The prevalent concept of how anthracycline action may cause heart damage involves the production of oxygen radicals, which in turn damage the DNA, proteins, and lipids, leading to cellular dysfunction and myocyte death [8][9][10].
Cardiolipins are abundantly found on the inner mitochondrial cell membrane. By having an increased affinity for anthracyclines, they in turn allow for their increased cell entry. Upon cell entry by passive diffusion, they can reach much higher intracellular concentrations compared to extracellular compartments. Within the cell, they form complexes by binding to iron, thus producing free radicals and reactive oxygen species, which in turn cause cell damage and death. By peroxidizing lipids of the cell membrane, those elements may also damage the cell membrane. As cardiomyocytes contain an abundance of mitochondria, they are more susceptible to anthracycline damage because of the depletion of glutathione peroxidase (an antioxidant) [9].
Other mechanisms of cardiotoxicity include alterations to gene expression and nitric oxide synthase activity, which lead to reduced creatine kinase activity and function in the mitochondria, and ultimately, cell death [9]. After exposure to anthracyclines, many of these subcellular sequelae continue to develop for weeks, shedding light on the mechanisms of chronic cardiomyopathy [8].
Another identified mechanism of doxorubicin-mediated cardiotoxicity is changes to the topoisomerase-II (Top2). Topoisomerase II (TOP2) is a molecule that anthracyclines bind to and inhibit, preventing the growth of tumors. DNA’s phosphate backbone is broken, twisted, and then resealed by topoisomerases, allowing the double helix’s tension to be changed during transcription and replication. Anthracyclines intercalate into DNA, forming complexes with TOP2 that halt the enzyme’s activity and trigger a DNA damage reaction that results in cell death [8][9][11] (Figure 2).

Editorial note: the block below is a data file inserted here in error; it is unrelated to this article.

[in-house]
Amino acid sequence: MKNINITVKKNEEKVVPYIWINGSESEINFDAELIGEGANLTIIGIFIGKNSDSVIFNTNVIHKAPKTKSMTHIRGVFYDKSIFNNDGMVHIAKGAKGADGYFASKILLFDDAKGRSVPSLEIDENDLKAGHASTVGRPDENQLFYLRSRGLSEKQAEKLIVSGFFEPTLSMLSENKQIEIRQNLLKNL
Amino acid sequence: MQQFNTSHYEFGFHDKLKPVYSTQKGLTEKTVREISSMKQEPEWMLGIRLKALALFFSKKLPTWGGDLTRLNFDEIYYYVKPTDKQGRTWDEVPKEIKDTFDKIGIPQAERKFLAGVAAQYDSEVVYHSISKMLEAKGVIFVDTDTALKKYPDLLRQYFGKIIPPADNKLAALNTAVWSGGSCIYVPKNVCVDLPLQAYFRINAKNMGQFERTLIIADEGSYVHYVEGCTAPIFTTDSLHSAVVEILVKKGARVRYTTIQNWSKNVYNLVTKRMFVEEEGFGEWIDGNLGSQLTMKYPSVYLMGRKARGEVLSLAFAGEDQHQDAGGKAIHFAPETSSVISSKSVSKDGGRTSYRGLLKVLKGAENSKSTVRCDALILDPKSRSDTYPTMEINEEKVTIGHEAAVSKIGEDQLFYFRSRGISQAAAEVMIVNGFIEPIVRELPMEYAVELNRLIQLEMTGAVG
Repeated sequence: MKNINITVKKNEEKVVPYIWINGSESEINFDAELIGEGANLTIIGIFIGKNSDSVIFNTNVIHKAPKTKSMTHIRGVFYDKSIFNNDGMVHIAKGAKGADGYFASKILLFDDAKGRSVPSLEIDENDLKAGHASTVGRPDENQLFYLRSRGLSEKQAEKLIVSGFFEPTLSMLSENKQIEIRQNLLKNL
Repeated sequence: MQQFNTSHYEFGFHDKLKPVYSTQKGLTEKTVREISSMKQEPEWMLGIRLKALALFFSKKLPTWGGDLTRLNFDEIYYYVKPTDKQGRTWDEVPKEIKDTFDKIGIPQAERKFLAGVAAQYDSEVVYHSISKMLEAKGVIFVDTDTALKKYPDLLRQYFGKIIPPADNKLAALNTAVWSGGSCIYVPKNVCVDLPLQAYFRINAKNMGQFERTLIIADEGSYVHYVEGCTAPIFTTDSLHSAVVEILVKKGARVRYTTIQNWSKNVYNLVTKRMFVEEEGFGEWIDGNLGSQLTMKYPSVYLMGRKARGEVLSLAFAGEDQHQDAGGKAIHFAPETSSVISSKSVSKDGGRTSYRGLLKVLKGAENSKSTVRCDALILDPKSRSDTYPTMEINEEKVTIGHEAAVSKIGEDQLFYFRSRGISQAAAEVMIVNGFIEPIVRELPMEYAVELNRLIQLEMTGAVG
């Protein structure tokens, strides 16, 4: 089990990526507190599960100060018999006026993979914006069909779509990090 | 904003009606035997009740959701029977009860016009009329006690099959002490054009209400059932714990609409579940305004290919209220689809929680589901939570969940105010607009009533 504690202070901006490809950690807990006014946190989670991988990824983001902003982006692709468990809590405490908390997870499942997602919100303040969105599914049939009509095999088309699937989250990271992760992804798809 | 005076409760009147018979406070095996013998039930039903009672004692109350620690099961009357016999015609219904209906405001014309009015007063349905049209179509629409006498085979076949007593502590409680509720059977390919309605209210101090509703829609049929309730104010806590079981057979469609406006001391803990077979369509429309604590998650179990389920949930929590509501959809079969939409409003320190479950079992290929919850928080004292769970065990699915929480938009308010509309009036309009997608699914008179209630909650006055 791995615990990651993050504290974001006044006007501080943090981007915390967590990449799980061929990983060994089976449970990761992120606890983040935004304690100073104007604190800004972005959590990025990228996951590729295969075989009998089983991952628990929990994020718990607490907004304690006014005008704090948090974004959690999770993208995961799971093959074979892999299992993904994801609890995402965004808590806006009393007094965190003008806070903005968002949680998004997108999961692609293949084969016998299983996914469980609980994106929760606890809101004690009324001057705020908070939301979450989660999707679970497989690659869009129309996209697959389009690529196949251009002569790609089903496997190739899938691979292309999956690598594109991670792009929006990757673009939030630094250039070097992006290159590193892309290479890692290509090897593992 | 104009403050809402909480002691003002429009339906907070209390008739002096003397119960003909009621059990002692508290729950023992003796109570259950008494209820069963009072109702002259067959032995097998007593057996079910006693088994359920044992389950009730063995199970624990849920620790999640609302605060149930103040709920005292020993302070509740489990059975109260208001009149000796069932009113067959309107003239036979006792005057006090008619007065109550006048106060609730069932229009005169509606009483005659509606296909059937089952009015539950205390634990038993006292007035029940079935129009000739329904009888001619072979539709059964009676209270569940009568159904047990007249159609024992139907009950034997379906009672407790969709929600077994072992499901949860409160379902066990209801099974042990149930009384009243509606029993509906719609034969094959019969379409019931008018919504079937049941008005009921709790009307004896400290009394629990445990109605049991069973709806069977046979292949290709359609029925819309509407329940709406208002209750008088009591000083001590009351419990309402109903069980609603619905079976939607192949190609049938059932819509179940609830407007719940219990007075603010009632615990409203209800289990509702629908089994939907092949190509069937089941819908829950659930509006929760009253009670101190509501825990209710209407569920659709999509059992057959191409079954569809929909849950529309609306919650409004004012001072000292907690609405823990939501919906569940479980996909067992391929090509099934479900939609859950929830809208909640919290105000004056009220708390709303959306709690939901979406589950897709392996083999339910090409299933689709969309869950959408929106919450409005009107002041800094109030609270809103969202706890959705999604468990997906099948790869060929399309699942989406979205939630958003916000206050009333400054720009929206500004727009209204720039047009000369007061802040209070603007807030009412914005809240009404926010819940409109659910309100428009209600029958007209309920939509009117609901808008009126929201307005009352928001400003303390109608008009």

Figure 2. Mechanisms of drug-induced cardiotoxicity.
The mechanisms of mitoxantrone-associated cardiotoxicity remain to be completely understood. The formation of reactive oxygen species in myocardial cells is thought to lead to tissue damage through interactions with cellular iron metabolism [4].

2.2. Nucleotide Synthesis Inhibitors

The clinical presentation of methotrexate and fluorouracil (5-FU)-induced cardiotoxicity includes myocardial ischemia, cardiogenic shock, heart failure, and cardiomyopathy [4]. Coronary spasm is the most frequently reported mechanism of 5-FU-induced cardiotoxicity (Figure 2) [4]. The data derived from animal models indicate that these chemotherapeutic agents induce oxidative stress and the subsequent apoptosis of cardiomyocytes and endothelial cells [4][11].

2.3. Alkylating Agents

Adjuvant DNA-alkylating agents, such as cyclophosphamide (CP) and ifosfamide (IFO), suspend DNA synthesis in cancer cells. These two agents are similar in structure (Figure 3) and engender a similar pattern of cardiotoxic effects, causing acute heart failure, hemorrhagic myopericarditis, and arrhythmia [4][12]. CP- and IFO-induced acute cardiotoxicity is attributed mainly to a rise in free oxygen radicals and a lower antioxidant defense mechanism in the myocardium (Figure 2). A recent study by Sayed-Ahmed MM et al. demonstrated that CP- and IFO-induced cardiotoxicity is due to the inhibition of long-chain fatty acid oxidation via the repression of carnitine palmitoyl transferase I and fatty acid binding protein [13].